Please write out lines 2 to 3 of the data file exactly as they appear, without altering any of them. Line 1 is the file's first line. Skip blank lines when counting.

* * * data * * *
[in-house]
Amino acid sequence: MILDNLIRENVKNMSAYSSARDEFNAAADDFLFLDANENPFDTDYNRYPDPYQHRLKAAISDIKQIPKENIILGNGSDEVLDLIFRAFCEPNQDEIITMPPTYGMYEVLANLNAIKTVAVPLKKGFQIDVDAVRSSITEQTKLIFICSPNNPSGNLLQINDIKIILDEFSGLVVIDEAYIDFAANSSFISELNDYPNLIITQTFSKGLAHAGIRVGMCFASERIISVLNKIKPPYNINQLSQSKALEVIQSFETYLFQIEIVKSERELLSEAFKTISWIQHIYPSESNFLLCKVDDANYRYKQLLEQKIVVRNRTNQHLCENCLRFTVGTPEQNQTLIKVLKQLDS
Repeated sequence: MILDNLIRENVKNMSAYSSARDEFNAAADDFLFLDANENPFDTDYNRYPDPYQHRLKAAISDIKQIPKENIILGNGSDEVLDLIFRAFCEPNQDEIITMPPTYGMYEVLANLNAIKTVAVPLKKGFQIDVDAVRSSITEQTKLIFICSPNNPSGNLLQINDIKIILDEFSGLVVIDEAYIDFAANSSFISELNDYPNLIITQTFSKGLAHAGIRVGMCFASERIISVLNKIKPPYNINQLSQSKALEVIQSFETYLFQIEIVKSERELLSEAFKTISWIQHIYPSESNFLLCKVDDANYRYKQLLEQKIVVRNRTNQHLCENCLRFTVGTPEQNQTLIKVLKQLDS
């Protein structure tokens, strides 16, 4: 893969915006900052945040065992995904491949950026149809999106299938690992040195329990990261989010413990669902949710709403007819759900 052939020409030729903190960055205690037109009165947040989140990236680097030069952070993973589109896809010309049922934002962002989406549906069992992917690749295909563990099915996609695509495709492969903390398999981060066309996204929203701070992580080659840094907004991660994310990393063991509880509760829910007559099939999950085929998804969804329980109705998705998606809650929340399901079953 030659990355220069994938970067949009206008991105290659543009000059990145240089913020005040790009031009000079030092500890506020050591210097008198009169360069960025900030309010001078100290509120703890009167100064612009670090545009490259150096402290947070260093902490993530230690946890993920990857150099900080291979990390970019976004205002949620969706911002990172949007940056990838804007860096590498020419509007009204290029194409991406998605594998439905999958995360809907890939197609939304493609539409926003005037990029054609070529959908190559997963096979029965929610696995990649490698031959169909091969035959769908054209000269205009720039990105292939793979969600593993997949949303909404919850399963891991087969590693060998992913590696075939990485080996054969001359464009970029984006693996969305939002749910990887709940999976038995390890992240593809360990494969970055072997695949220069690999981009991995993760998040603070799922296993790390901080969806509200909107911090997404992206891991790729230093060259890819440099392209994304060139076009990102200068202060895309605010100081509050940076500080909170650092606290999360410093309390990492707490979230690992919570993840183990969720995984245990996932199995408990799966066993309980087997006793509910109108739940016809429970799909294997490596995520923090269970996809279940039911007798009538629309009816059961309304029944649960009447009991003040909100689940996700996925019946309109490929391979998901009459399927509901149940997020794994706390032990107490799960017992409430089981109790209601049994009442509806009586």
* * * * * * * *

Amino acid sequence: MILDNLIRENVKNMSAYSSARDEFNAAADDFLFLDANENPFDTDYNRYPDPYQHRLKAAISDIKQIPKENIILGNGSDEVLDLIFRAFCEPNQDEIITMPPTYGMYEVLANLNAIKTVAVPLKKGFQIDVDAVRSSITEQTKLIFICSPNNPSGNLLQINDIKIILDEFSGLVVIDEAYIDFAANSSFISELNDYPNLIITQTFSKGLAHAGIRVGMCFASERIISVLNKIKPPYNINQLSQSKALEVIQSFETYLFQIEIVKSERELLSEAFKTISWIQHIYPSESNFLLCKVDDANYRYKQLLEQKIVVRNRTNQHLCENCLRFTVGTPEQNQTLIKVLKQLDS
Repeated sequence: MILDNLIRENVKNMSAYSSARDEFNAAADDFLFLDANENPFDTDYNRYPDPYQHRLKAAISDIKQIPKENIILGNGSDEVLDLIFRAFCEPNQDEIITMPPTYGMYEVLANLNAIKTVAVPLKKGFQIDVDAVRSSITEQTKLIFICSPNNPSGNLLQINDIKIILDEFSGLVVIDEAYIDFAANSSFISELNDYPNLIITQTFSKGLAHAGIRVGMCFASERIISVLNKIKPPYNINQLSQSKALEVIQSFETYLFQIEIVKSERELLSEAFKTISWIQHIYPSESNFLLCKVDDANYRYKQLLEQKIVVRNRTNQHLCENCLRFTVGTPEQNQTLIKVLKQLDS